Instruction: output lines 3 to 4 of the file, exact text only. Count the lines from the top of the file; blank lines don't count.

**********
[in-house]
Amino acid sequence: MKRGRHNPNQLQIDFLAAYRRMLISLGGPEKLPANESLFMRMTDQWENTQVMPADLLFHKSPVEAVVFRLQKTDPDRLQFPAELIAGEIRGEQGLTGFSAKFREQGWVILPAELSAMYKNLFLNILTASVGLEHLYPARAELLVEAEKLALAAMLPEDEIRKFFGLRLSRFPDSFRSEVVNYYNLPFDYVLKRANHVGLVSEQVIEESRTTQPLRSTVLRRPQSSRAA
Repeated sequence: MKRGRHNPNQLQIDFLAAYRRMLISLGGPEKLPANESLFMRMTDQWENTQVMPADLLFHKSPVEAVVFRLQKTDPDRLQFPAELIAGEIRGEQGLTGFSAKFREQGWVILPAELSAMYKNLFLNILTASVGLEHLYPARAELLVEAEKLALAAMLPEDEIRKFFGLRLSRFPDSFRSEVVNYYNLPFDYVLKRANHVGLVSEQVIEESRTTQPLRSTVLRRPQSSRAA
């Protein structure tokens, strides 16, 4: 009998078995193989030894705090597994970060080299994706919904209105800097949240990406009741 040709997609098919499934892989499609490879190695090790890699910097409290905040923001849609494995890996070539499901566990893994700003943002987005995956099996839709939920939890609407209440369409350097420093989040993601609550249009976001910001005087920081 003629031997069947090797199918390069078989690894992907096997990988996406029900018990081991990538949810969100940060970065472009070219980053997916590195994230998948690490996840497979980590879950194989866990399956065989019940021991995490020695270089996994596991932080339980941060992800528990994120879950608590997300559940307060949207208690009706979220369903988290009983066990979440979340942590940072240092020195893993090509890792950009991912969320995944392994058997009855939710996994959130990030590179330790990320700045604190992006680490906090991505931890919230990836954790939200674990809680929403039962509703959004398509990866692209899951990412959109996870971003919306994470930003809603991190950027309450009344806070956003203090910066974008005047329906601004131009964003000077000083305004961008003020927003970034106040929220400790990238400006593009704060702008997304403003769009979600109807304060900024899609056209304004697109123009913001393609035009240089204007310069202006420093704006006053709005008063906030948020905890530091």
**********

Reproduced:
Repeated sequence: MKRGRHNPNQLQIDFLAAYRRMLISLGGPEKLPANESLFMRMTDQWENTQVMPADLLFHKSPVEAVVFRLQKTDPDRLQFPAELIAGEIRGEQGLTGFSAKFREQGWVILPAELSAMYKNLFLNILTASVGLEHLYPARAELLVEAEKLALAAMLPEDEIRKFFGLRLSRFPDSFRSEVVNYYNLPFDYVLKRANHVGLVSEQVIEESRTTQPLRSTVLRRPQSSRAA
């Protein structure tokens, strides 16, 4: 009998078995193989030894705090597994970060080299994706919904209105800097949240990406009741 040709997609098919499934892989499609490879190695090790890699910097409290905040923001849609494995890996070539499901566990893994700003943002987005995956099996839709939920939890609407209440369409350097420093989040993601609550249009976001910001005087920081 003629031997069947090797199918390069078989690894992907096997990988996406029900018990081991990538949810969100940060970065472009070219980053997916590195994230998948690490996840497979980590879950194989866990399956065989019940021991995490020695270089996994596991932080339980941060992800528990994120879950608590997300559940307060949207208690009706979220369903988290009983066990979440979340942590940072240092020195893993090509890792950009991912969320995944392994058997009855939710996994959130990030590179330790990320700045604190992006680490906090991505931890919230990836954790939200674990809680929403039962509703959004398509990866692209899951990412959109996870971003919306994470930003809603991190950027309450009344806070956003203090910066974008005047329906601004131009964003000077000083305004961008003020927003970034106040929220400790990238400006593009704060702008997304403003769009979600109807304060900024899609056209304004697109123009913001393609035009240089204007310069202006420093704006006053709005008063906030948020905890530091």